Sigiriya Rock, Sri Lanka


Northern Sri Lanka has been known as the Rajarata, or “The King’s Land” for millennia. Nowadays, this traditional name for this region has been surpassed in popularity by a more modern name--the Cultural Triangle. The origins of the name date back to the 1970s and the Sri Lankan government’s attempt to restore and promote the region’s great ruined monuments for the modern tourist industry – perhaps inspired by the “golden triangles” of Thailand and India.

As it goes with all triangles, there are three main points of interest in Sri Lanka’s Cultural Triangle: the first lies at the great Sinhalese capital of Kandy in the south, the second at Anuradhapura in the north and the third in Polonnaruwa in the east. There are thousands of ruins and monuments throughout the triangle, but some areas deserve special attention. We have compiled a guide to some of the best spots to explore and discover the ruins of the Cultural Triangle.

Roam Polonnaruwa

Since 1073, Polonnaruwa was Sri Lanka’s royal medieval capital and acting military base. Eventually, the town was overthrown by Chola tribes and was lost to the jungle once more as the capital drifted south-west. Today, the ancient city’s ruins remain in remarkably good condition and is a fascinating place to visit. The most impressive ruins are the ancient sculptures of Lord Buddha at the Gal Viahara cut into Granite stone dating back to the middle of the 12th century. The entire sculpture consists of four colossal statues of Buddha - a samadhi image in meditation posture, a seated Buddha image inside a cave, a standing Buddha image, and recumbent Buddha image depicting his parinirvana (or nirvana after death.)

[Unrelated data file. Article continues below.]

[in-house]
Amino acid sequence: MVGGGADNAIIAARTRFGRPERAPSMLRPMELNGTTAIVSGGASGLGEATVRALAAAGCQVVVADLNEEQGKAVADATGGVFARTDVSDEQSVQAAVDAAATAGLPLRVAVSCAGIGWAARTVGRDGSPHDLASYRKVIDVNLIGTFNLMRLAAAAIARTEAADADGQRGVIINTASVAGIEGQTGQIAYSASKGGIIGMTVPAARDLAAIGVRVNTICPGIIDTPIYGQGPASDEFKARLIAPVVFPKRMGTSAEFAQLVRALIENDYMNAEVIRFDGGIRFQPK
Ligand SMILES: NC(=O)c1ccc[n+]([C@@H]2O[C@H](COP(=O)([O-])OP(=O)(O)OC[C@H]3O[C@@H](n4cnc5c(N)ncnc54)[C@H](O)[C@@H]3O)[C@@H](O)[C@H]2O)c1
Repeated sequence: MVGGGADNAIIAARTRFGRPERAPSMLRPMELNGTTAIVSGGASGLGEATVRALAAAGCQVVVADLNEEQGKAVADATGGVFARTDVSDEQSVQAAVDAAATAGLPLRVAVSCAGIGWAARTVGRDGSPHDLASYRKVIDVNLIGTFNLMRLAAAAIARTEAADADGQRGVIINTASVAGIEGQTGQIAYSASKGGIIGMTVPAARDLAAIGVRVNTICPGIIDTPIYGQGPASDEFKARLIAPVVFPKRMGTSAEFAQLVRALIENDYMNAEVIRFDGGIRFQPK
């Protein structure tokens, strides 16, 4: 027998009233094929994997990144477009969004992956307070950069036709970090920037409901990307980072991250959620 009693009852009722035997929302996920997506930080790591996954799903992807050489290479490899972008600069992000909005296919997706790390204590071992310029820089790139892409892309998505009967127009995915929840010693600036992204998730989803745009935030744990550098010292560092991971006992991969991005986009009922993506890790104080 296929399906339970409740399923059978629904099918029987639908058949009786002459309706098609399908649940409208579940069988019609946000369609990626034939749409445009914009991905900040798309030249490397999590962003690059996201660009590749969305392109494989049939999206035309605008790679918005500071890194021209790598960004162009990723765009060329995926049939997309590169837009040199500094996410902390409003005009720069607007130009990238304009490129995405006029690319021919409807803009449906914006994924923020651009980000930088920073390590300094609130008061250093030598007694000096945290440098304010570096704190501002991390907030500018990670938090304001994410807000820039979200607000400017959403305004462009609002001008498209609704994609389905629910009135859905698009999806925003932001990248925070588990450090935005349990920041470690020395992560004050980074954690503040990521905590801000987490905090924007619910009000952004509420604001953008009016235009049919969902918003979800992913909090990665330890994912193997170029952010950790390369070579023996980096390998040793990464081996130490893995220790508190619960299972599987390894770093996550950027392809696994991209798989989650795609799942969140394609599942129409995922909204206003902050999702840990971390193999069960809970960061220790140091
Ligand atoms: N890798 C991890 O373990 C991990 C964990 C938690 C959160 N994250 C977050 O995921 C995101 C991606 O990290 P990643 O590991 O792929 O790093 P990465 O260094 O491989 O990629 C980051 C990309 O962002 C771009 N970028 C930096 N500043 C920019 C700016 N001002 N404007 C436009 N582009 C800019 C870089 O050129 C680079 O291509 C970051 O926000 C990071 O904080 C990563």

Clamber up the giant rock fortress of Sigirya

Sigiriya is a UNESCO World Heritage Site and also one of the most dramatic historical locations in the world. It was built in 5th century AD by King Kasyapa as a fortress-palace. Legend says that King Kasyapa murdered his father, Dhatusena, and then claimed the throne for himself. However, Kasyapa was not the direct heir and he was fearful that his half-brother, Prince Moggallana, would return from exile in India and rightfully claim his crown. Despite building an impenetrable stronghold, Moggallana did return and Kasyapa was defeated.

Little did anyone realize that hidden in the caves of Sigiriya’s Rock Fortress were frescoes – including ancient paintings of maidens that date back to the 5th century. While only a fraction of the original frescoes remain, originally the entire western face of the Sigirya rock would have been covered with these frescoes. Researchers believe many of the frescoes met their demise during the time Sigirya was used as a Buddhist monastery. Sigiriya is Sri Lanka’s answer to the Taj Mahal and will astonish anyone with its ingenious engineering and unequalled design.

Discover Dambulla’s cave paintings